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  • Writer's pictureRebecca Marks, MA

A Brief History of the Monument to Dante in Florence

What is the Monument to Dante?

The Monument to Dante is a 19th-century monument to a great literary figure.


Monument to Dante

Rufus46, CC BY 4.0, via Wikimedia Commons


Monument to Dante History

This graceful monument was erected in the late 19th century and serves to commemorate one of Italy’s most influential literary figures, Dante Alighieri, sometimes referred to simply as ‘il Sommo Poeta’ (or ‘the Supreme Poet’). He is most famously the author of the Divine Comedy: a three-part work that narrates the story of the poet’s journey through the afterlife (including Hell, Purgatory and Paradise), guided by the ghost of the ancient Roman poet Virgil, to find his lost love, Beatrice. The work set the benchmark for the Italian language of today. Moreover, the Divine Comedy was a formative influence on some of the most famous writers of all time, including Chaucer, Shakespeare and Milton.


Dante was born into a noble (but no longer wealthy) family in Florence in the 13th century. As a young man, he was a scholar and enthusiastically studied ancient works of literature and philosophy, which would later inform his poetry. He fought in the Guelph–Ghibelline conflict of the late 13th century, which resulted in his lifetime exile from his home city. It’s thought that it was during this exile that he conceived the idea of his great masterpiece. Dante died aged 56 in the city of Ravenna, where he’s buried in a tomb next to the Basilica di San Francesco. His grave there bears a resentful reference to the hometown that exiled him: ‘Florence, mother of little love’.


Centuries later, once Dante had become canonised as a literary icon, the city of Florence grew to regret its severity towards him. The writer is now recognised as a figurehead of the country’s historical and cultural landscape, and many requests have been made to the city of Ravenna for Dante’s remains to be relocated to Florence – although these have all been rejected.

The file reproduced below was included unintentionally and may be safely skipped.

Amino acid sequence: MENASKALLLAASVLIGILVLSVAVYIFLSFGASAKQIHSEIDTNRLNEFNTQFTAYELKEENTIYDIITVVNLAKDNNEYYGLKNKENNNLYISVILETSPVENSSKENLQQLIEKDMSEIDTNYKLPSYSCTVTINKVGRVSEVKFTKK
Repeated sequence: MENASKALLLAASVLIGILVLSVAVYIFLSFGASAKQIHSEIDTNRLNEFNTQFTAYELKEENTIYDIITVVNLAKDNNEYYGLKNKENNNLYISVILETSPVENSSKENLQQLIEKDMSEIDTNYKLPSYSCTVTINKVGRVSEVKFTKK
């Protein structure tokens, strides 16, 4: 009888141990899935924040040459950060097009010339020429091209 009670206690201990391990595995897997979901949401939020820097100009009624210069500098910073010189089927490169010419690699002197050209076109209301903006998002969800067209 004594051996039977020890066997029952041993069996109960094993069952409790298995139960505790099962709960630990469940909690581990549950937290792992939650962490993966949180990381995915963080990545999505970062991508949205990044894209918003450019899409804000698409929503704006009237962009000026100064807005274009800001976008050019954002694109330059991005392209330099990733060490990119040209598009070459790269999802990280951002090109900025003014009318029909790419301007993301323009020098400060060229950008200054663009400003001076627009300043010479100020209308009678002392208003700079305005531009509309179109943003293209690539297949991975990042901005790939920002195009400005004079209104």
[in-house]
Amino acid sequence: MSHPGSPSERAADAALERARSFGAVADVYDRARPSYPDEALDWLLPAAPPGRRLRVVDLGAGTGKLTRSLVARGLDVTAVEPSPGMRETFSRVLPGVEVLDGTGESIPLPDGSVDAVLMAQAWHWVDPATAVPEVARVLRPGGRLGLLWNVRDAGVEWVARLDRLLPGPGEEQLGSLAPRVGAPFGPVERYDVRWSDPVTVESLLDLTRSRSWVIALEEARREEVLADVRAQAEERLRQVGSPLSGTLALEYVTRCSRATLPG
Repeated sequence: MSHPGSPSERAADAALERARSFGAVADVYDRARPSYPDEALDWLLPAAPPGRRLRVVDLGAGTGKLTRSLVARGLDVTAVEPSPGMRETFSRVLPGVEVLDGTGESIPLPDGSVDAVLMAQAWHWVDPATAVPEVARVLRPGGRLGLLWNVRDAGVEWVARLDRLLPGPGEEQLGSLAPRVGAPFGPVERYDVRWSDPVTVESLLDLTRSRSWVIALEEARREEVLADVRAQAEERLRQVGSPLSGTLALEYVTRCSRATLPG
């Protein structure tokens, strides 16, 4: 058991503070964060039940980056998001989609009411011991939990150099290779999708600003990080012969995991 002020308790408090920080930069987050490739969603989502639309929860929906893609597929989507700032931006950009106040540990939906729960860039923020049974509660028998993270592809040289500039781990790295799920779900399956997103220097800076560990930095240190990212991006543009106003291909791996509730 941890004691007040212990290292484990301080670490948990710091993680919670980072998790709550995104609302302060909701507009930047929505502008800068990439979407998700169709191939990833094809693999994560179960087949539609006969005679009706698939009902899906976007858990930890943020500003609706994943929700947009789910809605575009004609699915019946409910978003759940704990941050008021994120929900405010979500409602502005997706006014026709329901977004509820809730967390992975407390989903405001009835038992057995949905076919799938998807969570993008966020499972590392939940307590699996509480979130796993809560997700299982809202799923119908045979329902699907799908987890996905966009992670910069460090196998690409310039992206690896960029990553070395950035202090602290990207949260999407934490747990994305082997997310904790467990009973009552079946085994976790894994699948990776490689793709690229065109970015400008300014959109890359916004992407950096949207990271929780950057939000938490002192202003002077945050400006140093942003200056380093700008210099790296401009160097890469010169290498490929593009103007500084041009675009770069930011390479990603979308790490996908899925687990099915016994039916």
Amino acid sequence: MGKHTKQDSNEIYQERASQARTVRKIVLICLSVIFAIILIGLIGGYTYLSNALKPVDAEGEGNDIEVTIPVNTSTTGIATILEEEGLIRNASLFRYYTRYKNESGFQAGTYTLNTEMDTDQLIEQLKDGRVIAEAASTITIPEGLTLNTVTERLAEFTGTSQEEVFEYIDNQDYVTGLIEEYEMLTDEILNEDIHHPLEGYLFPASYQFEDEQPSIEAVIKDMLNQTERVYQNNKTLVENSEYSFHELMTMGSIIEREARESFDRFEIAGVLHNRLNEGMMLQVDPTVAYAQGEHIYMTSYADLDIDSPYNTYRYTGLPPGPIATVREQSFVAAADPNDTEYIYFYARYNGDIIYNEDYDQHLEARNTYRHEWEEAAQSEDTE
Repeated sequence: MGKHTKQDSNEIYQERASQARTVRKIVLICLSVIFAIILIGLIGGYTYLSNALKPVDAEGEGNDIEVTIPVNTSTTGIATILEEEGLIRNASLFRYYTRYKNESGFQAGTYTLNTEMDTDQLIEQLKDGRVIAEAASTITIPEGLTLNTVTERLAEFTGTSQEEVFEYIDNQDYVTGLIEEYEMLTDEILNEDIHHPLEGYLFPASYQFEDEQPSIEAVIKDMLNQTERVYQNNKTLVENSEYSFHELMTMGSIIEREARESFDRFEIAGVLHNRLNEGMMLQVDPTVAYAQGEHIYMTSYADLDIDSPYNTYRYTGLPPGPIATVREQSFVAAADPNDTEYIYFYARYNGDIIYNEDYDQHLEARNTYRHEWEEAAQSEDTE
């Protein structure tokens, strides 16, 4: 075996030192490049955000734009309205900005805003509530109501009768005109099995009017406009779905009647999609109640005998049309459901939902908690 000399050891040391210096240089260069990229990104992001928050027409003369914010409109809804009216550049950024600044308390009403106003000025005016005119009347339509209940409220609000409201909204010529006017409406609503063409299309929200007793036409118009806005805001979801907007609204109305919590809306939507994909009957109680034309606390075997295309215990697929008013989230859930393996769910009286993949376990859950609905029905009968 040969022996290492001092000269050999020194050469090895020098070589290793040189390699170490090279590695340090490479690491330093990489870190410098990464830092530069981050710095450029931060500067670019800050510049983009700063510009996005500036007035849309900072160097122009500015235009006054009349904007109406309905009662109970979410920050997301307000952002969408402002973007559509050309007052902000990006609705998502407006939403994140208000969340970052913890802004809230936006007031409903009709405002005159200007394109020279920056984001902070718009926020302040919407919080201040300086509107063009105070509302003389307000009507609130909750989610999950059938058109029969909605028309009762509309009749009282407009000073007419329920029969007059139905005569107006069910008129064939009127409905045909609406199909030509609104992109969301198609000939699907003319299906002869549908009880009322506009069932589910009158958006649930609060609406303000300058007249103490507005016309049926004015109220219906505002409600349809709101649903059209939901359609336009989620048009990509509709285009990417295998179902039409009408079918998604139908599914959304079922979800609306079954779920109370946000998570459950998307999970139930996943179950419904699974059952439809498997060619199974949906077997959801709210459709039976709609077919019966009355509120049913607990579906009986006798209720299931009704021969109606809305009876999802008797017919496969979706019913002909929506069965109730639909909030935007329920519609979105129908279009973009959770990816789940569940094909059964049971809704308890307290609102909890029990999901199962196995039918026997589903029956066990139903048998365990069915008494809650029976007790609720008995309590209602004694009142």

Instead, in 1829 the Florentine authorities erected an unoccupied tomb here in the Basilica di Santa Croce and emblazoned it with an apology that promises to ‘honour the most exalted poet’. A few decades later, on the 600th anniversary of Dante’s birth, a second monument, the one you see before you, was installed in the centre of the piazza (but later moved to its present position due to a flood). The figure is the work of Enrico Pazzi, a Florentine sculptor. However, ironically, the pedestal it stands on was designed by Luigi del Sarto, a sculptor from the rival city of Ravenna.


The statue shows the figure of Dante with an eagle by his side. The bird represents the Roman Empire, rising from its ashes, and symbolises the indebtedness of Dante’s poetry to classical authors. Below the pedestal are four lions holding shields (or Marzocchi), emblematic of the Medici family, long-time rulers of Florence. Engraved upon them are the names of Dante’s poetic works, and below the lions are the insignia of the various cities who contributed to the commissioning of the sculpture.


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